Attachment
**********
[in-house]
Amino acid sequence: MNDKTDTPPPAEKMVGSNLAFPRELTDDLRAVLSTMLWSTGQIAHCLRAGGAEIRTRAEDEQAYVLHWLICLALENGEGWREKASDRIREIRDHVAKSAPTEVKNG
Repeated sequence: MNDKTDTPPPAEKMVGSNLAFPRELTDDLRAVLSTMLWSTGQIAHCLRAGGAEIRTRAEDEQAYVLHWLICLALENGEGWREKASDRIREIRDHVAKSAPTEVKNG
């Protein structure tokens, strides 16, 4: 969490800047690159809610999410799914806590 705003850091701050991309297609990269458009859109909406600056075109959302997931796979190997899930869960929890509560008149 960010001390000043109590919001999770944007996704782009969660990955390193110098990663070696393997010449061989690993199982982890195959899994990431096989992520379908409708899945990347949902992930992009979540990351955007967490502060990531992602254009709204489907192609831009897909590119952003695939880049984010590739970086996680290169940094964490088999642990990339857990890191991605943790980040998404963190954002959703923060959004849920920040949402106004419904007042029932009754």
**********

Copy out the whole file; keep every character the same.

[in-house]
Amino acid sequence: MNDKTDTPPPAEKMVGSNLAFPRELTDDLRAVLSTMLWSTGQIAHCLRAGGAEIRTRAEDEQAYVLHWLICLALENGEGWREKASDRIREIRDHVAKSAPTEVKNG
Repeated sequence: MNDKTDTPPPAEKMVGSNLAFPRELTDDLRAVLSTMLWSTGQIAHCLRAGGAEIRTRAEDEQAYVLHWLICLALENGEGWREKASDRIREIRDHVAKSAPTEVKNG
């Protein structure tokens, strides 16, 4: 969490800047690159809610999410799914806590 705003850091701050991309297609990269458009859109909406600056075109959302997931796979190997899930869960929890509560008149 960010001390000043109590919001999770944007996704782009969660990955390193110098990663070696393997010449061989690993199982982890195959899994990431096989992520379908409708899945990347949902992930992009979540990351955007967490502060990531992602254009709204489907192609831009897909590119952003695939880049984010590739970086996680290169940094964490088999642990990339857990890191991605943790980040998404963190954002959703923060959004849920920040949402106004419904007042029932009754």